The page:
Chairman and CEO Brian Roberts said the cable giant’s subscribers would enjoy ‘unprecdented’ control of nearly 6,800 hours of voice-activated streaming event coverage.
By Matt Skoufalos | Photos by Tricia Burrough
For 17 days in August, the eyes of the world will be on Rio for the 2016 Summer Olympics.
And for the first time in the history of broadcasting those games, media megalith Comcast-NBC-Universal will debut technology that will give Comcast cable subscribers “unprecedented” control over some 6,800 hours of content, Chairman and CEO Brian Roberts said Wednesday.
“We are trying to build and change the way people consume entertainment, news, and information,” Roberts said—and with technology developed at its Philadelphia headquarters.
Roberts considers the Olympics to be “a laboratory” for the company in a changing media landscape, and pointed out the differences between the Rio games, which is one hour ahead of Eastern Standard Time (EST), and the 1996 games in Atlanta, the most recent Olympics to be broadcast in EST. At that time, NBC dedicated its flagship network and 176 hours of programming to covering the summer games.
In contrast, the 2016 Rio games will encompass nearly 6,800 hours of content across 11 live networks and more than 40 live streams. To consume all that content would take 250 days of continuous viewing, the equivalent of watching every regular-season NFL game since 2008, Roberts said. Comcast will integrate it all within its X1 cloud-based, on-demand service.
Between 40 and 50 percent of Comcast customers have an X1 cable box, up from the 2 percent that had access to the service during the winter games in Sochi.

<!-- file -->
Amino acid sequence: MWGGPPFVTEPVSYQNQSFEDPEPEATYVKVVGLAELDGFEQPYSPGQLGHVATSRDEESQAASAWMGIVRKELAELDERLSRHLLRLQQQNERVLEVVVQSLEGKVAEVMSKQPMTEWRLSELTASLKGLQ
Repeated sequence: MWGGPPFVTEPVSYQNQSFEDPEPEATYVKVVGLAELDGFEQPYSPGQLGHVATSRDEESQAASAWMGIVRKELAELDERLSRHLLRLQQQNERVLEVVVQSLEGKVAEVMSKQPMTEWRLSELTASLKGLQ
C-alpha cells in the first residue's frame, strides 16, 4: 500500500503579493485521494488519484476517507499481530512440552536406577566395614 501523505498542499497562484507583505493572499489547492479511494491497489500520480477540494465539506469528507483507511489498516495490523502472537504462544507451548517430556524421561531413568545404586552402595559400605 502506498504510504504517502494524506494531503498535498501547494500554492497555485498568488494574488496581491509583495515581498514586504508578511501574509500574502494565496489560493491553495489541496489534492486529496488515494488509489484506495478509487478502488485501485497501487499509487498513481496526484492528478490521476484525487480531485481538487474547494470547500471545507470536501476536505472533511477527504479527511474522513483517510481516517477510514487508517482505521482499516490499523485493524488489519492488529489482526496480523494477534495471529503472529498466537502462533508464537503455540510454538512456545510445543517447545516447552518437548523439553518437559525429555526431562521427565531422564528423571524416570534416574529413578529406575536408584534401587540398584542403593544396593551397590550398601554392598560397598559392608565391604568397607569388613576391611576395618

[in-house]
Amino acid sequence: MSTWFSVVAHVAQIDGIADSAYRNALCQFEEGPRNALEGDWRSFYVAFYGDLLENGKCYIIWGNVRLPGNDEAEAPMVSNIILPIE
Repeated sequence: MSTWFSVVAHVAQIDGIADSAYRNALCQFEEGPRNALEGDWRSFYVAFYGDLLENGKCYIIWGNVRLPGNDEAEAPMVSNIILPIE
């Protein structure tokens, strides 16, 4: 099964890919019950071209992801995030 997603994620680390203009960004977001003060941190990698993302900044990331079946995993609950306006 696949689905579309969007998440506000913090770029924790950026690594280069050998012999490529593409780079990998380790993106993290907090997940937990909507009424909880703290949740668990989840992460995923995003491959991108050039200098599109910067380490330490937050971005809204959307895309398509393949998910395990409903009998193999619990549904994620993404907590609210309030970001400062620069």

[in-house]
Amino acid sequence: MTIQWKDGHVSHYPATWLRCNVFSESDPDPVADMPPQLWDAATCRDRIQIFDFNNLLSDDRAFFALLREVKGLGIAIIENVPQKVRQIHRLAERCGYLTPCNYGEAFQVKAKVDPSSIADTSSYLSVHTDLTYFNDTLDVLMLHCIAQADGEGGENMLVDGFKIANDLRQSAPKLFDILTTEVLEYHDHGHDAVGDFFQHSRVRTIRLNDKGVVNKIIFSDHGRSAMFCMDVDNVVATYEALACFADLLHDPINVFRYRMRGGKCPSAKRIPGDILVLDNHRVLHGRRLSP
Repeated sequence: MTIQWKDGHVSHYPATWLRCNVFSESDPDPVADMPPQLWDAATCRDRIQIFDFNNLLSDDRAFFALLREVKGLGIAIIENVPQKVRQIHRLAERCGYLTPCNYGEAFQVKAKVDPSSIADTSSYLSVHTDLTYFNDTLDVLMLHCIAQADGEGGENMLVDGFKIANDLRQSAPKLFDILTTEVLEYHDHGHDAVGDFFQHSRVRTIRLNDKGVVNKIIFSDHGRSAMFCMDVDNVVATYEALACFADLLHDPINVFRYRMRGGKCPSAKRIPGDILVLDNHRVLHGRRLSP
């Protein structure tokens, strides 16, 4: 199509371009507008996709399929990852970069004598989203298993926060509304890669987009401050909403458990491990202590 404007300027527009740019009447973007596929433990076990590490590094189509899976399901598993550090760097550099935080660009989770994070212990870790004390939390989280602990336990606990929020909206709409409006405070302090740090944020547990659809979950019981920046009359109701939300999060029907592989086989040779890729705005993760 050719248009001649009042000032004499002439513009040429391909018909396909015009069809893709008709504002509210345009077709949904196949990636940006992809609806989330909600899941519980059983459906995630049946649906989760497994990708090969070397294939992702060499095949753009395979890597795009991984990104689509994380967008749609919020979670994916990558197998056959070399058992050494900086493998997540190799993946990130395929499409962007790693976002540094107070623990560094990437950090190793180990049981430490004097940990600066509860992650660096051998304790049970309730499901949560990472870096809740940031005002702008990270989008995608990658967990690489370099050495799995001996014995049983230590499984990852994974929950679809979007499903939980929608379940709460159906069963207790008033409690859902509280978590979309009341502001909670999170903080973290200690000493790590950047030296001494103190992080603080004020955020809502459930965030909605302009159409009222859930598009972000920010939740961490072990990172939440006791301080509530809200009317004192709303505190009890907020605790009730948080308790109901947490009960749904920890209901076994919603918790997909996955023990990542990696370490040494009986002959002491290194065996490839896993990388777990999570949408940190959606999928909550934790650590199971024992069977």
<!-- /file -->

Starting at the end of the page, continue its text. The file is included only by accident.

The X1 system includes a voice-activated remote that allows viewers to search out content by event, athlete, featured nation, or any of 7 million voice commands in both English and Spanish.
Every competition will be streamed live, and, for the first time in the history of the company, will be integrated with broadcast television.
Within the X1 system, a dedicated “Rio 2016” tab allows users to browse Olympic events, build “favorite” lists of athletes, and integrate multiple sources of related videos about them, from prior competitions to press conferences to YouTube videos.
A “Gold Zone” tab features highlights from medal rounds, and voice-activated queries like, “How is the USA doing?” brings up a medal count screen; saying “watch [a network name]” switches to a live broadcast of any given channel without knowing the numbers. Roberts promised the system “will evolve into more capabilities to search and discover content.
“As you get into machine learning, we’ll go deeper and deeper, and see what users like. Some will demo well and some will play well; we’ll learn the difference.”
Chris Satchell, Comcast Executive Vice President and Chief Content Officer, said the objective of X1 programmers was “to make this the most personal Olympics we’ve ever done.” By the start of the games, it will be programmed with 300 profiles on the top Olympic athletes, 1,500 unique voice commands, intelligent data systems, and medal counts.
On such a complicated service, advertising varies among video ads, sponsorships, and traditional commercials, which Roberts said will be adjusted in real time for on-demand customers. With such a variety of opportunities, it’s little surprise that Comcast said its inventory is already 100 percent sold, he said.
In a timeshifted, on-demand world, “live TV is the best place to aggregate audience,” Roberts said. “There’s nothing like the Olympics. We believe that advertisers know that and see that.”
Customers who don’t have Comcast will still have access to NBC Sports coverage online through the NBC Sports app, television channels, and Internet streaming services.
The X1 platform, however, could also be used to broaden the coverage the company offers in the future, Roberts said, possibly showing every game of the NCAA March Madness tournament, every hole of a golf tournament, or expanded content for animated movies.
“You leave that up to the content creator to take advantage of this ever-evolving platform,” he said.
Whatever the future holds, Roberts said broadcasting the Olympics “has become the stellar moment for the entire company.
“It’s an awesome honor and responsibility to get it right, and it’s a moment of pride,” he said.
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